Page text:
South Australia passed a Voluntary Assisted Dying law in June 2021. Eligible terminally ill people can begin accessing the law from 31 January 2023.
To use the law, a person must be:
Diagnosed with an incurable disease, illness or medical condition that:
- is advanced, progressive and will cause death within six months (or 12 months if you have a neurodegenerative disorder, such as motor neurone disease)
- is causing suffering that cannot be relieved in a manner the person finds tolerable
- Capable of making decisions about their medical treatment and communicate those decisions throughout the assessment process
- Acting freely and without coercion
- Aged 18+
- An Australian citizen or permanent resident who has lived in South Australia for at least 12 months
How can I learn more about voluntary assisted dying in South Australia
There are two ways to find out more.
- Ask your doctor. This could be your GP or a specialist. It is very important you start the conversation first because in South Australia doctors and healthcare workers are not allowed to raise it with you. Once you ask them about Voluntary Assisted Dying, they can tell you about the next steps. If your doctor can’t help you (they may not have done the voluntary assisted dying training or they may not want to be involved, known as “conscientious objection”) you are entitled to look for another doctor who is willing to help.
- Contact the VAD Care Navigator Service SAVAD-CNS . They are trained health professionals who provide information about voluntary assisted dying, and are best-placed to answer questions and guide you through the process. You can contact them by email and phone during standard business hours (9.00 am to 5:00 pm). For more information go to the South Australian Department of Health website.
- You must raise the topic of voluntary assisted dying with your doctor yourself. Nobody else can do it for you. This makes it clear that you are acting of your own free will and no-one is trying to influence you.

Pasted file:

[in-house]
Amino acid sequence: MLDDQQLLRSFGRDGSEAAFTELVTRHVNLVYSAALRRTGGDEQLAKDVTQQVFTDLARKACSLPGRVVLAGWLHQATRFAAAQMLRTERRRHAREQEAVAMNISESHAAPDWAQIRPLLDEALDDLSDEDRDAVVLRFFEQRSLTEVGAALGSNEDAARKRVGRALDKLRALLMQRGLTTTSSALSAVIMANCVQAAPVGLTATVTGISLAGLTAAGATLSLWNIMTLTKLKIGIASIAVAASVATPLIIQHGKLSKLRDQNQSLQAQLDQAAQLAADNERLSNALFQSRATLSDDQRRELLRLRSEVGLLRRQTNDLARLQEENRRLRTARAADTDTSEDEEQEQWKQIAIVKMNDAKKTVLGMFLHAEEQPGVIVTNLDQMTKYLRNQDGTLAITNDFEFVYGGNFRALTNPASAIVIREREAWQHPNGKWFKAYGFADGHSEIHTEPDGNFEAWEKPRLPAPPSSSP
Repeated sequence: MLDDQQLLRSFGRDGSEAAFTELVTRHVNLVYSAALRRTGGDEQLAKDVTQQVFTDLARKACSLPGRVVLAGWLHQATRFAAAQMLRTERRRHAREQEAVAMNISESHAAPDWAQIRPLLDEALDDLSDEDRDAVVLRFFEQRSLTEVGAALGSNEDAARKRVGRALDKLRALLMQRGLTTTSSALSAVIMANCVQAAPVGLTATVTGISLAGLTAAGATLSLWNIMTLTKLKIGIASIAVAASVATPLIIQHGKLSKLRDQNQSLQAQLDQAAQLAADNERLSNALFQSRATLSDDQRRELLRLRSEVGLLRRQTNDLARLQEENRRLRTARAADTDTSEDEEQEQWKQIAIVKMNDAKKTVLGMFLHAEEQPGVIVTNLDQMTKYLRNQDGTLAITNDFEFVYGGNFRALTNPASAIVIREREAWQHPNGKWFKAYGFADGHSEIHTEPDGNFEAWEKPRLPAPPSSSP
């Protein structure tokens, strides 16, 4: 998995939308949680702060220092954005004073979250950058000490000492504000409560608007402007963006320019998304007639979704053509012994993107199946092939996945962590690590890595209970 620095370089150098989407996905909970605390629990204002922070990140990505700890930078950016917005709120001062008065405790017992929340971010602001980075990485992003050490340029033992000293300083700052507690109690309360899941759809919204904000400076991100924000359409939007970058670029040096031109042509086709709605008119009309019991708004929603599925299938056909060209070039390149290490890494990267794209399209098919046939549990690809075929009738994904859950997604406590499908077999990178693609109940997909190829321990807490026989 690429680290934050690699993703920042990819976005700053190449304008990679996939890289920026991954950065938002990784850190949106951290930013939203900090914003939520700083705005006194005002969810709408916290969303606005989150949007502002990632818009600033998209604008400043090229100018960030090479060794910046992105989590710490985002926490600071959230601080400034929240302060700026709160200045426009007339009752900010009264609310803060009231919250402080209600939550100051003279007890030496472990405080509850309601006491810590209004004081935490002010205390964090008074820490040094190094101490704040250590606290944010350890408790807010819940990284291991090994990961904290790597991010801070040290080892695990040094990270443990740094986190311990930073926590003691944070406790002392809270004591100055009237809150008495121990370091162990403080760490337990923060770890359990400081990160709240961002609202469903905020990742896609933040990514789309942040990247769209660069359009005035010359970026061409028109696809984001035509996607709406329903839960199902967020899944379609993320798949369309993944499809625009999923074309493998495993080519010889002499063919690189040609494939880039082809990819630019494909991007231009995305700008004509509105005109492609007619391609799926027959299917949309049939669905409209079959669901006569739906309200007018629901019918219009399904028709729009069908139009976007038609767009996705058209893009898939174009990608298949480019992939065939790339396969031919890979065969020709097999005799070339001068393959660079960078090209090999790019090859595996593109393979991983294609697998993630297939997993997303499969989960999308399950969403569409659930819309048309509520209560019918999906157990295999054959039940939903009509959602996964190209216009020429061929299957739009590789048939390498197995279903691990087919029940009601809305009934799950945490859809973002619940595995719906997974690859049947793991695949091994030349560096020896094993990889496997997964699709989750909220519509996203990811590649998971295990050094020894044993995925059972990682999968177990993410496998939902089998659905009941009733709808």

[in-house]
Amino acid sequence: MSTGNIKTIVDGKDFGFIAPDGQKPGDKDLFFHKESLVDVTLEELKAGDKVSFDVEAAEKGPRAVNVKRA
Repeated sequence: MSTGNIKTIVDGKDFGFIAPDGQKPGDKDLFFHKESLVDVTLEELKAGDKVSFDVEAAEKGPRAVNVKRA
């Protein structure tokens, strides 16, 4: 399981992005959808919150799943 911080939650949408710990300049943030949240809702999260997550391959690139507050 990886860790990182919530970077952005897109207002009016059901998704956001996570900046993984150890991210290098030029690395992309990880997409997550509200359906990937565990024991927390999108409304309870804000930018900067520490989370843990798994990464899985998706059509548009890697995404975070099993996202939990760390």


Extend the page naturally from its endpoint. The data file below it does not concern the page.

- If the first doctor you speak to cannot help you (if they are not trained or they have opted out of voluntary assisted dying, known as 'conscientious objection'), you are well within your rights to seek another doctor’s opinion.
- To avoid stress and delays, start the process early. It can take weeks. For example, you must make three separate requests, be assessed by two doctors and there may be extra appointments if there are questions about your eligibility.
- Prepare your documents. Some you may need to include: your birth certificate, passport, marriage certificate (if you have changed your name) and proof of residence in South Australia. Your doctor and/or the VAD Care Navigator Service SAVAD-CNS can help you with these.
- In some exceptional cases, an application for voluntary assisted dying can be done more quickly if, for example, there is a risk you might die before the assessment process is finished. Ask your doctor and the VAD Care Navigator Service SAVAD-CNS if you think this might apply to you.
- If you live in a rural, regional or remote part of the state there may be additional support available to help you access VAD services. Contact the VAD Care Navigator Service SAVAD-CNS for more information.
- If you live in an aged care facility or retirement village, speak to the staff about your wish to use voluntary assisted dying as soon as possible. Not all facilities will actively particpate in voluntary assisted dying and you may need to make extra arrangements to bring external VAD doctors and support staff onto the premises.
- If you feel comfortable, you may want to discuss your wishes with your loved ones and medical team. However, if you prefer not to, it’s perfectly legal to keep your medical choices confidential.
- Voluntary Assisted Dying is voluntary for everyone. You can pause your application, or stop it altogether, if you change your mind at any time.